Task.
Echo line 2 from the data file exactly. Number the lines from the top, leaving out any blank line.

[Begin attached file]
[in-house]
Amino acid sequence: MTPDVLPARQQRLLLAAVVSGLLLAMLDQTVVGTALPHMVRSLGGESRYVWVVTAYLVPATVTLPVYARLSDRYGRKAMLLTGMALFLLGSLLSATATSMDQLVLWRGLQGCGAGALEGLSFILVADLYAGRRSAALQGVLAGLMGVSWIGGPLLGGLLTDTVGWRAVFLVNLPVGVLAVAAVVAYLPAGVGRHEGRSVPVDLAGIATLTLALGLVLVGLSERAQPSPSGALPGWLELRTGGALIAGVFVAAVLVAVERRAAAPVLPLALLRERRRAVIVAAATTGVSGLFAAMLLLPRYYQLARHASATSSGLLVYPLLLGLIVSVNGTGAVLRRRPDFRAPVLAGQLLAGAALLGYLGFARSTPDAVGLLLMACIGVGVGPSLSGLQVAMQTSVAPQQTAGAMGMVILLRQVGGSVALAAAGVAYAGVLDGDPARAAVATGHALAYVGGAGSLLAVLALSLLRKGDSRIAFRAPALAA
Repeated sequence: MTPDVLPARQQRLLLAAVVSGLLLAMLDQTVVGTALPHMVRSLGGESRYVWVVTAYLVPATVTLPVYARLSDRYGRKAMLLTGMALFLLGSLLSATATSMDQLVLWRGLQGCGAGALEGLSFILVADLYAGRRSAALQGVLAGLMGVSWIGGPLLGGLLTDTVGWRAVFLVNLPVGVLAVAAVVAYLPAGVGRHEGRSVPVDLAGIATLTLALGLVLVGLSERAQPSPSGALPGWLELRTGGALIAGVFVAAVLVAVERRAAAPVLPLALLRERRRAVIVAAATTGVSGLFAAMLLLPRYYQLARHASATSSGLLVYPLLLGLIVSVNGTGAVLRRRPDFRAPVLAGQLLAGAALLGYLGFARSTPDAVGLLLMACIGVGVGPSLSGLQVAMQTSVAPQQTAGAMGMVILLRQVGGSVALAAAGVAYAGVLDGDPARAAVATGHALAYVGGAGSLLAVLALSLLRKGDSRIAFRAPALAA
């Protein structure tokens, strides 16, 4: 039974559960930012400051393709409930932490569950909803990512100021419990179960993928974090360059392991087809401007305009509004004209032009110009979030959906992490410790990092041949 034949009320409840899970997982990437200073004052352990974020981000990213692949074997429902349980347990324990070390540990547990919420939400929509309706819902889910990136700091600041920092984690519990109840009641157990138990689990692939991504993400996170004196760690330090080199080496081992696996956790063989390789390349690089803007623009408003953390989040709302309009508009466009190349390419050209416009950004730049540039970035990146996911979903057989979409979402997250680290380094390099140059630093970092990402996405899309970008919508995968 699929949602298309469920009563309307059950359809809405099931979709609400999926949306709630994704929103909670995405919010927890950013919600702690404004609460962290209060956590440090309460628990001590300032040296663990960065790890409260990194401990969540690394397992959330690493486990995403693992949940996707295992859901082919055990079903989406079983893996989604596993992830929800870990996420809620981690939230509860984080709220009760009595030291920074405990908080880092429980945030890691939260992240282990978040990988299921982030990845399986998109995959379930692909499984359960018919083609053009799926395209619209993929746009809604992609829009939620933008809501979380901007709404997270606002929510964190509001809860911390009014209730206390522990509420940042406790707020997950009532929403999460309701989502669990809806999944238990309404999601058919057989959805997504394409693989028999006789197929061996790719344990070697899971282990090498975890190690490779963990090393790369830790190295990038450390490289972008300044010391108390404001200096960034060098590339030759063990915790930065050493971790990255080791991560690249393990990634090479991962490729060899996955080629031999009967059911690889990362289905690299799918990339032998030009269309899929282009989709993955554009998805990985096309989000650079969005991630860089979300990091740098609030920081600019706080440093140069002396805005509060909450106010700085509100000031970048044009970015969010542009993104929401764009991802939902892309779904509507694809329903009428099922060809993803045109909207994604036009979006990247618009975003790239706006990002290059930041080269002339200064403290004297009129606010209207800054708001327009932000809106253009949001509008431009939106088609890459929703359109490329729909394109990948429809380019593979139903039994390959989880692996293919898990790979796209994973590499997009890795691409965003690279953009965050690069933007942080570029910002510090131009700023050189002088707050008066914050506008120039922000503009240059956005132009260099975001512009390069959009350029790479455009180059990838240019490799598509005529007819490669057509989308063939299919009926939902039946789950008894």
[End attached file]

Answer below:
Amino acid sequence: MTPDVLPARQQRLLLAAVVSGLLLAMLDQTVVGTALPHMVRSLGGESRYVWVVTAYLVPATVTLPVYARLSDRYGRKAMLLTGMALFLLGSLLSATATSMDQLVLWRGLQGCGAGALEGLSFILVADLYAGRRSAALQGVLAGLMGVSWIGGPLLGGLLTDTVGWRAVFLVNLPVGVLAVAAVVAYLPAGVGRHEGRSVPVDLAGIATLTLALGLVLVGLSERAQPSPSGALPGWLELRTGGALIAGVFVAAVLVAVERRAAAPVLPLALLRERRRAVIVAAATTGVSGLFAAMLLLPRYYQLARHASATSSGLLVYPLLLGLIVSVNGTGAVLRRRPDFRAPVLAGQLLAGAALLGYLGFARSTPDAVGLLLMACIGVGVGPSLSGLQVAMQTSVAPQQTAGAMGMVILLRQVGGSVALAAAGVAYAGVLDGDPARAAVATGHALAYVGGAGSLLAVLALSLLRKGDSRIAFRAPALAA